...Continued from page 1


After last week's visit to Chez Omar, where I didn't have any couscous, I expected readers to bombard me with questions about it. You didn't. All the same, for starters, couscous is not a miss-spellingphoto: fetes de seine, venice for the German word for 'kiss-kiss.'

Couscous is finely-ground wheat meal - or semolina - mixed with salted water. When made at home by hand, the wheat meal is laboriously rubbed until all the grains are evenly moistened.

Yet another signal that Parisians desperately want a carnival of their own.

Then it is steamed in a colander over boiling water, before coming to the table. It is usually topped with meat such as chicken or lamb when it is a main dish, and is served somewhat like spaghetti.

This cereal is a mainstay throughout all of North Africa, from the Atlantic to the Nile. It is also eaten as a sweet, when sprinkled with sugar, and sometimes topped with peanuts.

Metropole's Services

All three of the firms mentioned below have chosen Metropole Paris for affiliate association. They have figured out who you may be, and what you may possibly want or need.

These firms are not advertisers in the traditional sense. If you patronize the services or purchase the products offered, the benefits resulting from the links will help Metropole to stay online.

Health Care In Paris

After planning your visit to Paris long in advance and then finally getting here, the worst thing to happen is coming down with some kind of 'bug.' HighwayToHealth offers a service that allows you to seek medical aid here almost as easily as if you were at home.

HighwayToHealth has fashioned a 'city health profile' for Paris, which can give you information about local health services, including the ability to make appointments for health care.

Added to this is a full line of travel insurance. You can take care of this before you leave home, so be sure to check out all of the 'HighwayToHealth' services for travellers.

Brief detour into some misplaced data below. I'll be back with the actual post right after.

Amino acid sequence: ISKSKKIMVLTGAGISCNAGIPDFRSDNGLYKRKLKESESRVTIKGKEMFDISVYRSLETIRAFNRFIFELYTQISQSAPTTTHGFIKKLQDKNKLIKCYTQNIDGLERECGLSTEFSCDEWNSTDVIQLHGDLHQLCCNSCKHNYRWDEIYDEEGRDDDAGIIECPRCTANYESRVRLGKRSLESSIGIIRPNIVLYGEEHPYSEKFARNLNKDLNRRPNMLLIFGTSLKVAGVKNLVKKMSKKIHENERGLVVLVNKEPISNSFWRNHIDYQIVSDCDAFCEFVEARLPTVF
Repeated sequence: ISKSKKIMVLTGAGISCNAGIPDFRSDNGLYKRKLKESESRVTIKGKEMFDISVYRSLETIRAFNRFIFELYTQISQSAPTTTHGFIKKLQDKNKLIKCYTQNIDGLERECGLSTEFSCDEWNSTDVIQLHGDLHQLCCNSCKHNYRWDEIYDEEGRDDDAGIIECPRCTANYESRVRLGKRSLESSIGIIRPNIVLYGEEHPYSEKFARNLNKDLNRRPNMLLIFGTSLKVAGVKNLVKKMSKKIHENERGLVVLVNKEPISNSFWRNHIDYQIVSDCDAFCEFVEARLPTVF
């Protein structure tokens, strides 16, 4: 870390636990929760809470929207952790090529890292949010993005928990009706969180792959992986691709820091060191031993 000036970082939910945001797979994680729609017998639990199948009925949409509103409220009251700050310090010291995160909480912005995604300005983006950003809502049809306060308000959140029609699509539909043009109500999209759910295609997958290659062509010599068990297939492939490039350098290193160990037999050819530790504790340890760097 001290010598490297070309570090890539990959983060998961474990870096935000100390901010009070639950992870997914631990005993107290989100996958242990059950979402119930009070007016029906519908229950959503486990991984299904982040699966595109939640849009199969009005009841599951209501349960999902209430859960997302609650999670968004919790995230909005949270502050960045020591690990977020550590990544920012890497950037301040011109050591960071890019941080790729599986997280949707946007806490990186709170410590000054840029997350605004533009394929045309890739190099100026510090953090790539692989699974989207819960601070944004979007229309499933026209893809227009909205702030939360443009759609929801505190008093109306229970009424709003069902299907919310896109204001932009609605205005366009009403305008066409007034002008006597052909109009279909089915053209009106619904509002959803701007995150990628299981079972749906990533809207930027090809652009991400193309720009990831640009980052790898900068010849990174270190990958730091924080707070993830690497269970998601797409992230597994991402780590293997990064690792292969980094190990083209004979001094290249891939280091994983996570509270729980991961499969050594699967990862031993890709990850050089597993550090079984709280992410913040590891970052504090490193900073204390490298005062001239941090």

Air Freight Your Boules Home

The game of pétanque - or boules - can be played anywhere, almost anytime, by nearly everybody. Any old bit of ground can be used as a playing field - as you might know if you've seen the game played around Paris.

Regular boules are made out of metal. You can buy these in France, but they are a bit heavy to carry around in your baggage. 'Petanque America' imports France's Obut boules and can ship them to you anywhere in the Americas.

Petanque America's online shop also has boules for children, plus books about the game and its short list of rules. Get Petanque America to do the heavy work for you while you shop around for scarves as light as feathers and other bijoux.

Paris Hotel Online Reservations

'Bookings' Paris hotel reservation service permits you to get a preview of hotels in Paris, enabling you to choose your Paris accommodations easily, well in advance of your arrival.

The Café Metropole Club's 49th Meeting

The server-lady Linda Thalman was the only member of anyphoto: rue du pot de fer 17? category at last Thursday's club meeting. We had a chat of no consequence; so I filled up the bulk of the 'report' with the latest news about France's fuel crises.

If you skipped Thursday's update, you didn't miss all the wonderful 'Quotes of the Week' that remained unsaid. The 'report' therefore contains little, and most of it is 'old' news now.

New readers can look at the fairly new 'About the Club' page, if they are interested in learning more about this magazine's club for readers in Paris. Anybody is allowed to look at it actually.

This Was Metropole One Year Ago:

Issue 4.37 - 13. Sept. 1999 - This week's Café Metropole column was headlined, 'Between Waves.' The 'Au Bistro' column's title was 'José Bové Freed!' This issue had two features, titled 'La Hôpital Saint-Louis' and 'The Canal Saint-Martin.' The 'Scene' column was headlined 'Paris Pumps Up the Volume' and was accompanied with '2000 In Paris - No Wheels In Corcorde's Sky.' Therephoto: rue neuve ste genevieve were four new 'Posters of the Week' and Ric's Cartoon of the Week was captioned 'Pedal Day - Coming Soon.'

This Was Metropole Two Years Ago:

Issue 3.37 - 14. September 1998 - The week's Café Metropole column was titled, 'Blowin' In the Cold Wind.' The 'Au Bistro' column's title asked 'Is Johnny Really 'Live?'' This issue had two features, titled 'Who's Afraid of the Institut de France?' and 'Higher, Further, Faster - The Balloon Race That Wasn't.' There were four new 'Posters of the Week' again and Ric's Cartoon of the Week had the caption of 'We Can See the Tower!' This year; it's gas pumps.

Metropole Paris' Exclusive Solo Countdown to 31. December 2000:

This countdown - which was suspended for the duration of August - remains suspended in September. If you are reading this, you won't understand this at all. If you aren't reading this, you shouldn't care be because it's short.

For those who are still confused, there really are only about 111 days left to go until the 3rd Millennium. For really picky readers, this figure is on target. On account of this section being kind of turned off on account of August, and now September too, you probably won't care that 256 days have gone since New Year's 2000.
signature, regards, ric

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